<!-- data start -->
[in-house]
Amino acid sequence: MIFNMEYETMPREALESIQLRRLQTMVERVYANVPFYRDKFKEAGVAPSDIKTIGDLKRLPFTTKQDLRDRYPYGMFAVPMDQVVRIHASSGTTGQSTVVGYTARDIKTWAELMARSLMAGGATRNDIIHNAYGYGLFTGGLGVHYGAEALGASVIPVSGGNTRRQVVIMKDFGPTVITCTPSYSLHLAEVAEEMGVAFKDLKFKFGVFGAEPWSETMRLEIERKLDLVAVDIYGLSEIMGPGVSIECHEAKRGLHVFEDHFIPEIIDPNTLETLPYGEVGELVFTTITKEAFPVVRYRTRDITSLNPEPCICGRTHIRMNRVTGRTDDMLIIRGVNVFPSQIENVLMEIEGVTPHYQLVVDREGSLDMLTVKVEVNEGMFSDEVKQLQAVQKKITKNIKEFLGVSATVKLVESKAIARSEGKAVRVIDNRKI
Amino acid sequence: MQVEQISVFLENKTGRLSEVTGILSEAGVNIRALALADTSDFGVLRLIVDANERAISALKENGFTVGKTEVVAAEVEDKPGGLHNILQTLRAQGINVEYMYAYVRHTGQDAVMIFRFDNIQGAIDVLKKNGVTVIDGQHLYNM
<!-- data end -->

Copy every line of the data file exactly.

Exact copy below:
[in-house]
Amino acid sequence: MIFNMEYETMPREALESIQLRRLQTMVERVYANVPFYRDKFKEAGVAPSDIKTIGDLKRLPFTTKQDLRDRYPYGMFAVPMDQVVRIHASSGTTGQSTVVGYTARDIKTWAELMARSLMAGGATRNDIIHNAYGYGLFTGGLGVHYGAEALGASVIPVSGGNTRRQVVIMKDFGPTVITCTPSYSLHLAEVAEEMGVAFKDLKFKFGVFGAEPWSETMRLEIERKLDLVAVDIYGLSEIMGPGVSIECHEAKRGLHVFEDHFIPEIIDPNTLETLPYGEVGELVFTTITKEAFPVVRYRTRDITSLNPEPCICGRTHIRMNRVTGRTDDMLIIRGVNVFPSQIENVLMEIEGVTPHYQLVVDREGSLDMLTVKVEVNEGMFSDEVKQLQAVQKKITKNIKEFLGVSATVKLVESKAIARSEGKAVRVIDNRKI
Amino acid sequence: MQVEQISVFLENKTGRLSEVTGILSEAGVNIRALALADTSDFGVLRLIVDANERAISALKENGFTVGKTEVVAAEVEDKPGGLHNILQTLRAQGINVEYMYAYVRHTGQDAVMIFRFDNIQGAIDVLKKNGVTVIDGQHLYNM